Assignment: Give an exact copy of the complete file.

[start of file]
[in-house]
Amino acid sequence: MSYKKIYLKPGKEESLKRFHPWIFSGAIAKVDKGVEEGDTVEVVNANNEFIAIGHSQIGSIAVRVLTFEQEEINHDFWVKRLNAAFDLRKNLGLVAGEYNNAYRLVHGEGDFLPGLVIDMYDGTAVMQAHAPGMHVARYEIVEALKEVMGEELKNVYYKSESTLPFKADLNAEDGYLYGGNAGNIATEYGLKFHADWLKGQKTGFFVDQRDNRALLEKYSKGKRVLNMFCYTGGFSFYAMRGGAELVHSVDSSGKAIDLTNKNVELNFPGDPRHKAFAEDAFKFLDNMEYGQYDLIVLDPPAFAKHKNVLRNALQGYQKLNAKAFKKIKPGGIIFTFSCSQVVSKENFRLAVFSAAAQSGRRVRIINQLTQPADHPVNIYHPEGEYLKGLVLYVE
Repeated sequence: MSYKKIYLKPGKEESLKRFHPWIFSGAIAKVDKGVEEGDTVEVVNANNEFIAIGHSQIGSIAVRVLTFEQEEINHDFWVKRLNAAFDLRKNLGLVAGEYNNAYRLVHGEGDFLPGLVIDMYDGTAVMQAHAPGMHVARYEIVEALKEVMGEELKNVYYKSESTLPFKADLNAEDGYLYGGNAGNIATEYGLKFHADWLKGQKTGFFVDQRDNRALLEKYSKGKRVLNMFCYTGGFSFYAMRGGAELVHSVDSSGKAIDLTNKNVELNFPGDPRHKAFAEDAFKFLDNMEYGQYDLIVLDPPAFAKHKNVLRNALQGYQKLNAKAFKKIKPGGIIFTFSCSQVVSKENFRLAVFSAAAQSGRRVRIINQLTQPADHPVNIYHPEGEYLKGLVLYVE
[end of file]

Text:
[in-house]
Amino acid sequence: MSYKKIYLKPGKEESLKRFHPWIFSGAIAKVDKGVEEGDTVEVVNANNEFIAIGHSQIGSIAVRVLTFEQEEINHDFWVKRLNAAFDLRKNLGLVAGEYNNAYRLVHGEGDFLPGLVIDMYDGTAVMQAHAPGMHVARYEIVEALKEVMGEELKNVYYKSESTLPFKADLNAEDGYLYGGNAGNIATEYGLKFHADWLKGQKTGFFVDQRDNRALLEKYSKGKRVLNMFCYTGGFSFYAMRGGAELVHSVDSSGKAIDLTNKNVELNFPGDPRHKAFAEDAFKFLDNMEYGQYDLIVLDPPAFAKHKNVLRNALQGYQKLNAKAFKKIKPGGIIFTFSCSQVVSKENFRLAVFSAAAQSGRRVRIINQLTQPADHPVNIYHPEGEYLKGLVLYVE
Repeated sequence: MSYKKIYLKPGKEESLKRFHPWIFSGAIAKVDKGVEEGDTVEVVNANNEFIAIGHSQIGSIAVRVLTFEQEEINHDFWVKRLNAAFDLRKNLGLVAGEYNNAYRLVHGEGDFLPGLVIDMYDGTAVMQAHAPGMHVARYEIVEALKEVMGEELKNVYYKSESTLPFKADLNAEDGYLYGGNAGNIATEYGLKFHADWLKGQKTGFFVDQRDNRALLEKYSKGKRVLNMFCYTGGFSFYAMRGGAELVHSVDSSGKAIDLTNKNVELNFPGDPRHKAFAEDAFKFLDNMEYGQYDLIVLDPPAFAKHKNVLRNALQGYQKLNAKAFKKIKPGGIIFTFSCSQVVSKENFRLAVFSAAAQSGRRVRIINQLTQPADHPVNIYHPEGEYLKGLVLYVE